There's a debate over "cojones" at Babalú. Yeah, it's like pigs sizing up their wings. On account of "cojones," Val & Henry are theatening another expulsion from Babalú, the blog that supposedly wants to bring democracy to Cuba but won't itself practice it. This time their target is tango, whose ostensible offense is to have used the word "cojones," which long ago passed into the common parlance in this country, like, well, balls.
Ever the gracious host, Val warns tango:
"[T]his is my house and we play by my rules. If you cant accept that and respect my house, kindly go somewhere else."
Posted by: Val Prieto at August 1, 2007 11:00 AM
Yet, on July 1, 2005, Val devoted a whole post to "cojones" and another on July 27 of the same year. A year later, on July 17, 2006, pototo and Val were comparing "cojones" in the same context that tango used the word. Pototo commented that "We should consider something when we refer to the cojones of those on the island. We need to look at our own." To which Val heartily concurred: "[At] mine as well." There are 219 other instances of the use of "cojones" at Babalú going back to the earliest days of the blog and continuing to this day. But now tango is being shown the door because he followed Val and everybody else's example: a vulgarian amonst vulgarians, at worst.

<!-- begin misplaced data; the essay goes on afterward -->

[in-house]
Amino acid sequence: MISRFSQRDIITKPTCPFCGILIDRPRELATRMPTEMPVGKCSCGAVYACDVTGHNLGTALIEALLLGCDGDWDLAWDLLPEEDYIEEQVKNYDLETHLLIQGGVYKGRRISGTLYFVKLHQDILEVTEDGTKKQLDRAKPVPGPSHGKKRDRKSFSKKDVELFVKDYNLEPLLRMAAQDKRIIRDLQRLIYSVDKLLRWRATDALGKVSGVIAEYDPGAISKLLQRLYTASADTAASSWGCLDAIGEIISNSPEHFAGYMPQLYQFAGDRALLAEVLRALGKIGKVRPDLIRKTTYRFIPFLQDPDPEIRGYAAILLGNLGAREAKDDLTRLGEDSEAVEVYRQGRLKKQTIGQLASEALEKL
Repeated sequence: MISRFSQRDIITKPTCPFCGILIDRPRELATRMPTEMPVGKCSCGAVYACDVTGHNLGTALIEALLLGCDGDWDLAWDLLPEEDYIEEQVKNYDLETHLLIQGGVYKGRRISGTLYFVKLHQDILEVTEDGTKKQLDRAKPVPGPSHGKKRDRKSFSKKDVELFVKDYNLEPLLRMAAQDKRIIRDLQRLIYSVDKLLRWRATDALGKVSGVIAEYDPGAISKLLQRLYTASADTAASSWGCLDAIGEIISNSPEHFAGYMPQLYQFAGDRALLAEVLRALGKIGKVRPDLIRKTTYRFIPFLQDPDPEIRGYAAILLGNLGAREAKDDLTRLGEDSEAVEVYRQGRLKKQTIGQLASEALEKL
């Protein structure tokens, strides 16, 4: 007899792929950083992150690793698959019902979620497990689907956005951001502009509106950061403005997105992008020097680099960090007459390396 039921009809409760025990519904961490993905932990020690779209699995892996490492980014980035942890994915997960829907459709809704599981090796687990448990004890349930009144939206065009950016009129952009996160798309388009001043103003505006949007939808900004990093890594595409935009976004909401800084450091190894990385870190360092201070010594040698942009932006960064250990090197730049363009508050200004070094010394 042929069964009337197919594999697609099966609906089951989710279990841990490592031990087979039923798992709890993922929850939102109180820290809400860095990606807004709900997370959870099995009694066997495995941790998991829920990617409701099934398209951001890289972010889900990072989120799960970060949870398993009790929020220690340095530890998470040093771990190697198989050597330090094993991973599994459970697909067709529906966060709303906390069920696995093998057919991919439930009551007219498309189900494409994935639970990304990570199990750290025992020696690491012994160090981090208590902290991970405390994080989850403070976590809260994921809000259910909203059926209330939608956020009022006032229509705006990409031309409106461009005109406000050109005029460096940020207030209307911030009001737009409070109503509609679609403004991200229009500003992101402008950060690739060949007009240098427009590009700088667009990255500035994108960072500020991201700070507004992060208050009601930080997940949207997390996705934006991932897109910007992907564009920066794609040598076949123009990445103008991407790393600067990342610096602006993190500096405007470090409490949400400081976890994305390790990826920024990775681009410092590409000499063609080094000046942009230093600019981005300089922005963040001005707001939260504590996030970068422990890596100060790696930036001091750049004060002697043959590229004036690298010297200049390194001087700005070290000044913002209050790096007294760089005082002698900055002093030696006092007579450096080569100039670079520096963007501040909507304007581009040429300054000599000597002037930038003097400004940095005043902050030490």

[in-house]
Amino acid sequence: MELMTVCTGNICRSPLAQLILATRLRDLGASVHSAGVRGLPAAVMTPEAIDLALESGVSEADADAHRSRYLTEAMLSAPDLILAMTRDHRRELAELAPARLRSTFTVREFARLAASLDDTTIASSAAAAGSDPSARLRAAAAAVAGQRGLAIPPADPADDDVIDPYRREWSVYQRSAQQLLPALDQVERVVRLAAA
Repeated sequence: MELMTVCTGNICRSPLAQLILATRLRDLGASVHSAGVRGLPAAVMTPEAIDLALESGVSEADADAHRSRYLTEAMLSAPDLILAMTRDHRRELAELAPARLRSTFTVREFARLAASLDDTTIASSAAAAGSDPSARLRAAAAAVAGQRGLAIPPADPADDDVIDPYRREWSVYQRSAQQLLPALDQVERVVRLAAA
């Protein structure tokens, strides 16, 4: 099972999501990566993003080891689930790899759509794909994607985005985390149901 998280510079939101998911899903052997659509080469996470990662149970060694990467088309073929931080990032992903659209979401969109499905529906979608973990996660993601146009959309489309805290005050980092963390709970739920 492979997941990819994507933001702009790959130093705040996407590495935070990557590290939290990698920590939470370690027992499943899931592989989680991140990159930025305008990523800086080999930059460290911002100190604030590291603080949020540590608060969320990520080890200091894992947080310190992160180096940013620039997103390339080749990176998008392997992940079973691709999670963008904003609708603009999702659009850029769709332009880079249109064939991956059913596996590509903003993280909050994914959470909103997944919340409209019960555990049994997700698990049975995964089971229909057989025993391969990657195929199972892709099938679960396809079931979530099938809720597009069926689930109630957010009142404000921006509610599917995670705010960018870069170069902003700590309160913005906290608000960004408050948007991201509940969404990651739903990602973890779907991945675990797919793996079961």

Yet only two days ago tango was Val's darling as one of the few to support Val's take on the "Wet Foot/Dry Foot" post. He endorsed, essentially, Val & Henry's pressure cooker theory, only in more colorful and offensive language:
"Cubans, prefer to get on a boat face the sharks instead of going to the streets to ask for their civil rights as eastern europeans did. Cubans always wanted the easy way out, or that the marines fix their problems. I think in spanish is call, Les faltan cojones y los castristas si los tiene. With exception, as Dr Biscet."
Posted by: Tango_1250 at July 31, 2007 09:02 AM
Rather than rebuke tango for insulting the manhood of Cubans, Val chose to object to his use of the word "cojones." Val admonished him that "there is no need to insult anyone to get your point across." Tango's point — i.e. that Cubans are cowards — should be made without using colorful language, but in the "socratic" way that Val does. Insulting their manhood, as Val does without reference to "cojones," is obviously acceptable at Babalú. The word itself (now) is not.
It is very appropriate, though, that this discussion should take place in a post dedicated to Wayne Smith, who is acquainted with cojones at chin-level, and undoubtedly knows more about them than he does about Cuba.
Here's the secret that neither Val nor Henry knows: "tango" is their "friend" fantomas!